It’s that time of year again: dozens of Silicon Valley’s top investors have packed Y Combinator’s offices in Mountain View, CA for the eleventh Demo Day, where the latest batch of YC companies show off what they’ve built (and look to secure their next round of funding). This is the biggest Demo Day yet, with 36 companies presenting — and the event has become so popular with investors that YC is now offering three different sessions spread across two days.
My notes on the presenting companies are below, along with links to any relevant stories we’ve already written about them. Note that some of the companies presenting today are off-the-record, so they aren’t listed.
FutureAdvisor — See our launch coverage here — Gives you personal recommendations on financial planning. The company says that human advisors won’t give some of this advice, because advisors want to keep getting their commissions. Why hasn’t anyone done it before? It took Mint to train people that it was okay to hand over real login credentials. 12% of visitors so far give full, real credentials to sign up. Over $170 million assets under analysis so far.
AdGrok — See our launch coverage here — Online marketing for the masses. Install it, and you’ll see a tab on the left hand side of the screen when you browse to your site. Clicking the tab will allow you to edit your AdWords campaigns as you’re looking at the products and content you’re serving ads against.
Koduco — See our coverage on their launch here — Multiplayer iPad games that focus on collaborative gameplay. Most games today don’t really take advantage of the tablet — Koduco is making games that are specifically built for it, allowing you to play with multiple people simultaneously using a single device. The studio released a new game yesterday, and also has an array of older board game apps.
FanVibe – See our launch coverage here — FanVibe, which was formerly known as FanPulse, is a sports-focused site that gives you a way to interact with friends and like-minded fans online. The site also offers stats and game schedules.
GinzaMetrics – See our launch coverage here — Provides a dashboard for monitoring your SEO performance, showing you how your keywords are performing without forcing you to manually compile your data. SEO is worth 9x Google Ads. SEO is a big market — companies across US spend $3B a year, due to grow to $5B in 2014. Currently, the service only scans data from Google and Yahoo, but Bing is coming soon.
HireHive – See our launch coverage here — Video prescreens for hiring. Have had 400 people already apply to jobs on HireHive. Airbnb has already used HireHive to collect written resumes and video. “Video hiring is going to happen and companies are willing to pay for it.”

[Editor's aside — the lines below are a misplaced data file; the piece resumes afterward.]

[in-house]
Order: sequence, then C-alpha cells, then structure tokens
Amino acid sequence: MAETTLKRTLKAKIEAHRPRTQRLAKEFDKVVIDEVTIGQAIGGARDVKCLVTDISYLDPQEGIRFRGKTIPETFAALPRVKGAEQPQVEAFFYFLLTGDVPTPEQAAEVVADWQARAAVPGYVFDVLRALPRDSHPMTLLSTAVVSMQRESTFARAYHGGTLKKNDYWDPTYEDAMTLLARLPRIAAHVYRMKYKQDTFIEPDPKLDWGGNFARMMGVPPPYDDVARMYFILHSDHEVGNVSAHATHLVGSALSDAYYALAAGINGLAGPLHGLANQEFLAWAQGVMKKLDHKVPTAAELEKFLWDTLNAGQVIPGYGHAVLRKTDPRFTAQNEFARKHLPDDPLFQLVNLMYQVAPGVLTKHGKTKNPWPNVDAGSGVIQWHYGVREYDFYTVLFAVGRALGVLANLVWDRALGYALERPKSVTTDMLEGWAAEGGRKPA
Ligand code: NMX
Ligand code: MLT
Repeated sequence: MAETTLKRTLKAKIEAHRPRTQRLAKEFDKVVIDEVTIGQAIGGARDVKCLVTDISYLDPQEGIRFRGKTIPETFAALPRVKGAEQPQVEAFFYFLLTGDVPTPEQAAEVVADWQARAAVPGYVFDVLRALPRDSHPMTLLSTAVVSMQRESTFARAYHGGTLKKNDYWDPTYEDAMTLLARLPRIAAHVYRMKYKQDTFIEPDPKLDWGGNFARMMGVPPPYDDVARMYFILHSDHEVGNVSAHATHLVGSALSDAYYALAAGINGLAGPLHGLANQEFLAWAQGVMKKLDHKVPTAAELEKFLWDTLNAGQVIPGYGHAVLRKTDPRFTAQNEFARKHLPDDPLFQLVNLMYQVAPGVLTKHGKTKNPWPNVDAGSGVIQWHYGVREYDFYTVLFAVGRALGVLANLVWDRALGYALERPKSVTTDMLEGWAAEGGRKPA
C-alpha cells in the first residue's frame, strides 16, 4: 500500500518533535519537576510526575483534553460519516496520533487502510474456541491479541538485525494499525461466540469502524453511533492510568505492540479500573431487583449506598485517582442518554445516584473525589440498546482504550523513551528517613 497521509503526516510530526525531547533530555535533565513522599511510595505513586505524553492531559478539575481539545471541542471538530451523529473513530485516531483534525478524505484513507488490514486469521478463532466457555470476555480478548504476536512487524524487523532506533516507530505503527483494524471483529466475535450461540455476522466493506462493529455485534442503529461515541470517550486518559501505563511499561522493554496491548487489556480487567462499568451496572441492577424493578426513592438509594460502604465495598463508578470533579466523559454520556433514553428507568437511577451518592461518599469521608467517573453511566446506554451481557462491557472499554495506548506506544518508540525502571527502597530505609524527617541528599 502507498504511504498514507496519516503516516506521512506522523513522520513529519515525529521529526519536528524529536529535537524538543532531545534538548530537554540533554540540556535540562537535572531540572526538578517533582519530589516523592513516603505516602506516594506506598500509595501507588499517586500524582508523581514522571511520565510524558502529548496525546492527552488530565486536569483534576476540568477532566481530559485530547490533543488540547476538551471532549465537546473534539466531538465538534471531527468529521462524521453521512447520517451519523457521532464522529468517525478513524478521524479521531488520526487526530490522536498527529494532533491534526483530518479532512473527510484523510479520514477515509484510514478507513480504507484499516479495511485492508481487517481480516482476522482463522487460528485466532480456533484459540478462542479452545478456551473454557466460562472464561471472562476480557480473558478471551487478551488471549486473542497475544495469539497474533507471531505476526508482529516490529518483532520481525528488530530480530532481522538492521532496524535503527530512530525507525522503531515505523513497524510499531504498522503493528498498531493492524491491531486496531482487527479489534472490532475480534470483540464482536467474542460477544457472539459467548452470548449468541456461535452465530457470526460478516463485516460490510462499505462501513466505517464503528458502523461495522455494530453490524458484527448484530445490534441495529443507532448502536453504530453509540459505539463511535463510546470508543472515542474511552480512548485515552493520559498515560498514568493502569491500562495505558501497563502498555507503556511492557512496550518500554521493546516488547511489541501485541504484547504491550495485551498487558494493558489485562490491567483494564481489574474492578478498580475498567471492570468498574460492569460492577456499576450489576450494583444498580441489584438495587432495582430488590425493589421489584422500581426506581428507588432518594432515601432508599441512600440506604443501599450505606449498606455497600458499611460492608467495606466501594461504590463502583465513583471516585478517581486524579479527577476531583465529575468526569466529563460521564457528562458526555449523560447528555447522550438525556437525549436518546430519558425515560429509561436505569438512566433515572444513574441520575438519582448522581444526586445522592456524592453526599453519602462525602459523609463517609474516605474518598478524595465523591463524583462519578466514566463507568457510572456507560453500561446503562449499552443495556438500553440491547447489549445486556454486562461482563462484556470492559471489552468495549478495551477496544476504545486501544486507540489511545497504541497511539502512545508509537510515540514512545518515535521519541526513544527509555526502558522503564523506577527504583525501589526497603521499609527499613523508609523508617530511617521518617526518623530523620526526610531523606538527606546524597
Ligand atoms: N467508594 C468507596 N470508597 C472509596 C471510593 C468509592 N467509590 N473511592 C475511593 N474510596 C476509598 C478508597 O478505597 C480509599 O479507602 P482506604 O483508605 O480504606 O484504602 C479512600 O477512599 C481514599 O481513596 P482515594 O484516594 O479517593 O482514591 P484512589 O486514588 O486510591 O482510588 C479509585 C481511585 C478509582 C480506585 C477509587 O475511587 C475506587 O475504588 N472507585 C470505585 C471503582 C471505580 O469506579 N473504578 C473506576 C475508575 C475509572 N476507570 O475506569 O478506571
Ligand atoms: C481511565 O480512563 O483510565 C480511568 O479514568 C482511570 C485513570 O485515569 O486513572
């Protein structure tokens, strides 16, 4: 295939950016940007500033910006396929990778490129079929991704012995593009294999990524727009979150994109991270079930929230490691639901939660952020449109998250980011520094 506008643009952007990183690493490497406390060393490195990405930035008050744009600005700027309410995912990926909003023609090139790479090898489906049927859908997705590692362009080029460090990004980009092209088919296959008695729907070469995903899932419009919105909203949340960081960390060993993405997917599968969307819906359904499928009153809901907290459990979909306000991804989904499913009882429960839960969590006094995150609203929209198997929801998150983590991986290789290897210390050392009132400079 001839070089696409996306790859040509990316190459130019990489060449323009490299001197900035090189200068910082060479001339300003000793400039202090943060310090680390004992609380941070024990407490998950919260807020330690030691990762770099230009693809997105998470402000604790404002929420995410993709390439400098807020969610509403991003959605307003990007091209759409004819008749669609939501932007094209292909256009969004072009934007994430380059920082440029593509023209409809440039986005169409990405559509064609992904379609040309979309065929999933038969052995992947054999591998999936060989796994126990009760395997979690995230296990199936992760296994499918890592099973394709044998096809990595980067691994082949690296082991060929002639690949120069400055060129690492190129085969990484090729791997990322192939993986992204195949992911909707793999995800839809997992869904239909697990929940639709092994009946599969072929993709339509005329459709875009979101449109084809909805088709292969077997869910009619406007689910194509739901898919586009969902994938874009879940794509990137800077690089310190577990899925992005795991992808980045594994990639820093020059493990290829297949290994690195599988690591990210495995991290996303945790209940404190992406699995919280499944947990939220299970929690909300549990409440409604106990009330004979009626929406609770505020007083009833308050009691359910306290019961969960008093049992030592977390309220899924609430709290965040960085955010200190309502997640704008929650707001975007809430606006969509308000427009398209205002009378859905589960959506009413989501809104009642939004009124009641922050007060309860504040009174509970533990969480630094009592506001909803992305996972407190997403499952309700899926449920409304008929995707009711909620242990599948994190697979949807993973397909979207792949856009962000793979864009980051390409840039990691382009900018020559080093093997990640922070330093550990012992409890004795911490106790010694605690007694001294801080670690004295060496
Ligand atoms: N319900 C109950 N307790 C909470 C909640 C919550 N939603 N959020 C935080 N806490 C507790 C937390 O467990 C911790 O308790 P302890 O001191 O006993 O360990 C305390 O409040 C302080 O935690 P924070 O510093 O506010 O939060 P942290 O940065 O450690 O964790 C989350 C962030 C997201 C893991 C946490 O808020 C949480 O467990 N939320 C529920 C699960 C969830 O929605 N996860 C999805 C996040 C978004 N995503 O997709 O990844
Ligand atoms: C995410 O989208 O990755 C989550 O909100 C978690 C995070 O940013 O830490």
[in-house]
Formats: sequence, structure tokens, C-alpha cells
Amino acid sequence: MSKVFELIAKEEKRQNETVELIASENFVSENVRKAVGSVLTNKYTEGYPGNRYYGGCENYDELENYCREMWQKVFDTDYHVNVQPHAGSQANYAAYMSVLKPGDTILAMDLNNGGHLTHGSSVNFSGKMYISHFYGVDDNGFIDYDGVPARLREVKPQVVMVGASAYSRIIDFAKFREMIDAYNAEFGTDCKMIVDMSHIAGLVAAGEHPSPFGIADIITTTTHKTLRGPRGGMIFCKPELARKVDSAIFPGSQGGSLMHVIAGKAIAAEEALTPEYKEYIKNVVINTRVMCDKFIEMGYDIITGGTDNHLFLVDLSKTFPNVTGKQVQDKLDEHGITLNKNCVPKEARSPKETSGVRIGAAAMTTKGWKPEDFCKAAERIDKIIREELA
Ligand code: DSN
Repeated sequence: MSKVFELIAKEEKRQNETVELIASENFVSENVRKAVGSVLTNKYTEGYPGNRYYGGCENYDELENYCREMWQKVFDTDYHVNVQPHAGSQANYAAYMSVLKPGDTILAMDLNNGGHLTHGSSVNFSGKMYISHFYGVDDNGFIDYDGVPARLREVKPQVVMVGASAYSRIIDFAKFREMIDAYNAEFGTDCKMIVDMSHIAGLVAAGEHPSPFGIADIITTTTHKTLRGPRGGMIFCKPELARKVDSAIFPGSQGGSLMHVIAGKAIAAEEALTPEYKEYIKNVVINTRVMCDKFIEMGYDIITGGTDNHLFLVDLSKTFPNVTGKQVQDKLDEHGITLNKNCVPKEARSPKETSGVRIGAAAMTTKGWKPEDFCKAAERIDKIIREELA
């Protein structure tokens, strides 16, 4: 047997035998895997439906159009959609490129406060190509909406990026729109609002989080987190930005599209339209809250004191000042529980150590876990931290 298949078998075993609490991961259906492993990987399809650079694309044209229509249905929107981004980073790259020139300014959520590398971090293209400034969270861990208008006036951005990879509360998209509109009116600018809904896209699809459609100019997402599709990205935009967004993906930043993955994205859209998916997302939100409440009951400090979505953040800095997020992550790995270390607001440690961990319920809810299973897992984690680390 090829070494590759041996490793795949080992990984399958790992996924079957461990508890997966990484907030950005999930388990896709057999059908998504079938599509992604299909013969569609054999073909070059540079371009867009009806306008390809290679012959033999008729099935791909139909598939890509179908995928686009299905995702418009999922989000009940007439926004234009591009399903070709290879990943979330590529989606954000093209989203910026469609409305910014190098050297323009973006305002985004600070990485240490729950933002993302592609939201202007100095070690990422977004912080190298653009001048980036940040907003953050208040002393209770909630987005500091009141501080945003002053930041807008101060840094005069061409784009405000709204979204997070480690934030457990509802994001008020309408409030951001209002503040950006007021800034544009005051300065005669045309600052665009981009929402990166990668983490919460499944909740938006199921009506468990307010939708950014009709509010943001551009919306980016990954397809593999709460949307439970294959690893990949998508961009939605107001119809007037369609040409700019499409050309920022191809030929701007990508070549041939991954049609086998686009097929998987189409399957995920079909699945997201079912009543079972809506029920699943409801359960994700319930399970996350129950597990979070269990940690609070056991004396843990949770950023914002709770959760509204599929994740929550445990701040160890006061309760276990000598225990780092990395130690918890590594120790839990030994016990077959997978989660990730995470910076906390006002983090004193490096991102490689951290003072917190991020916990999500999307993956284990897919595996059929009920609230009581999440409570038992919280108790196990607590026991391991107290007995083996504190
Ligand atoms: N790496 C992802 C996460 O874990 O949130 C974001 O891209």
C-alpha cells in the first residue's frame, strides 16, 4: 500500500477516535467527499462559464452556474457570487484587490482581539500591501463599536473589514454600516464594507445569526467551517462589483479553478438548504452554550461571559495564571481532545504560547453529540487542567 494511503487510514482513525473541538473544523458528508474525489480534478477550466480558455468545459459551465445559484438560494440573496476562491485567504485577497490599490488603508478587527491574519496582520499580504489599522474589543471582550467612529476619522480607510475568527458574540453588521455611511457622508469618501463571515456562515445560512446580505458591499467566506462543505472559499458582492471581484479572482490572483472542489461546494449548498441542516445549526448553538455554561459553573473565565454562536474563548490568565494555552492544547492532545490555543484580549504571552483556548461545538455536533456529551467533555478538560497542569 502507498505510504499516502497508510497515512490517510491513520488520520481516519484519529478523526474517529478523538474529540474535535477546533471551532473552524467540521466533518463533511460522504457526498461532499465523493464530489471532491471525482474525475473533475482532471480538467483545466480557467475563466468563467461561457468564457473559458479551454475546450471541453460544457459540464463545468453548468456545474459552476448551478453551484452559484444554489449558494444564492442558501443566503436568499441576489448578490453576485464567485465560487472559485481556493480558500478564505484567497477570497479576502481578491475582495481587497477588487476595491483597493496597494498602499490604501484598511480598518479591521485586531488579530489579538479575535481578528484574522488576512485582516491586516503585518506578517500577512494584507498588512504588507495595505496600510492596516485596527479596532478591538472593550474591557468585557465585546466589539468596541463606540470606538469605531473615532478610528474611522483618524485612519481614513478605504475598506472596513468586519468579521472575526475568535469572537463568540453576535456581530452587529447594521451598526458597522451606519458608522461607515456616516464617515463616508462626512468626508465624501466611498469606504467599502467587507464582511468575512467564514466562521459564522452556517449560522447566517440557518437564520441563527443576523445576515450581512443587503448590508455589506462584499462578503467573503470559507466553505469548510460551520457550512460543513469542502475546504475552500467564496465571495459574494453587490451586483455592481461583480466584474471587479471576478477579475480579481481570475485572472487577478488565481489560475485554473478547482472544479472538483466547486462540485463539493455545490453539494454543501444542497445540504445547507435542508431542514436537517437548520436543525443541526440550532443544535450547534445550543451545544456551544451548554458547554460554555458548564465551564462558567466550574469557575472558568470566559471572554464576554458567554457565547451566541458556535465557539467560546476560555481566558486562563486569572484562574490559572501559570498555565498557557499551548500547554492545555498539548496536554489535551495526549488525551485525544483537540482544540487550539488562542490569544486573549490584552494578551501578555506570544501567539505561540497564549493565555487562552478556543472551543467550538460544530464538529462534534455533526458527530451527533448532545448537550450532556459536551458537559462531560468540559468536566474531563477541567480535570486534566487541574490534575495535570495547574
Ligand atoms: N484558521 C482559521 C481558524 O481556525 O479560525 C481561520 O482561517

Hipmunk — See our launch coverage here — Hides flights that you probably aren’t going to be interested in. In our first week alone we’ve sold $350,000 worth of flight tickets. In addition to that we’re easily profitable. Founded by former Reddit founder and youngest O’Reilly author ever (he wrote a book for them when he was 16).
PagerDuty — See our launch coverage here — “We wake you up when shit breaks”. Take alerts from your monitoring systems and call, SMS, email when something is going wrong. Track issues using a control panel. We’re profitable, growing 21% month over month revenue. Just broke through $10K/month. Have AdMob, 37Signals, StackOverflow for alerts. They either pay us or have to build it themselves. There are 3 million sysadmins x $500 per seat per year, is $1.5B market.
The Fridge — See our launch coverage here — “Facebook without Facebook”. Sharing your content without having to worry about accidentally sharing it with someone you don’t mean to have see it. Can be used for specific interests, temporary networks, sharing party photos among close friends. Soft launched in early July, growing 30% organic growth week over week.
Chart.io — See our launch coverage here — Founded by former TechCrunch Research analyst Dan Levine and Dave Fowler. During his time at TC, Dan worked on CrunchBase, would run custom queries, pass off to someone to put data into charts which was expensive and time-consuming. Spent a few months coding a solution. There should be a tool for everyone that can do this. There are other companies that do this — Tableau, costs a lot and requires consulting, training. Chart.io is real-time.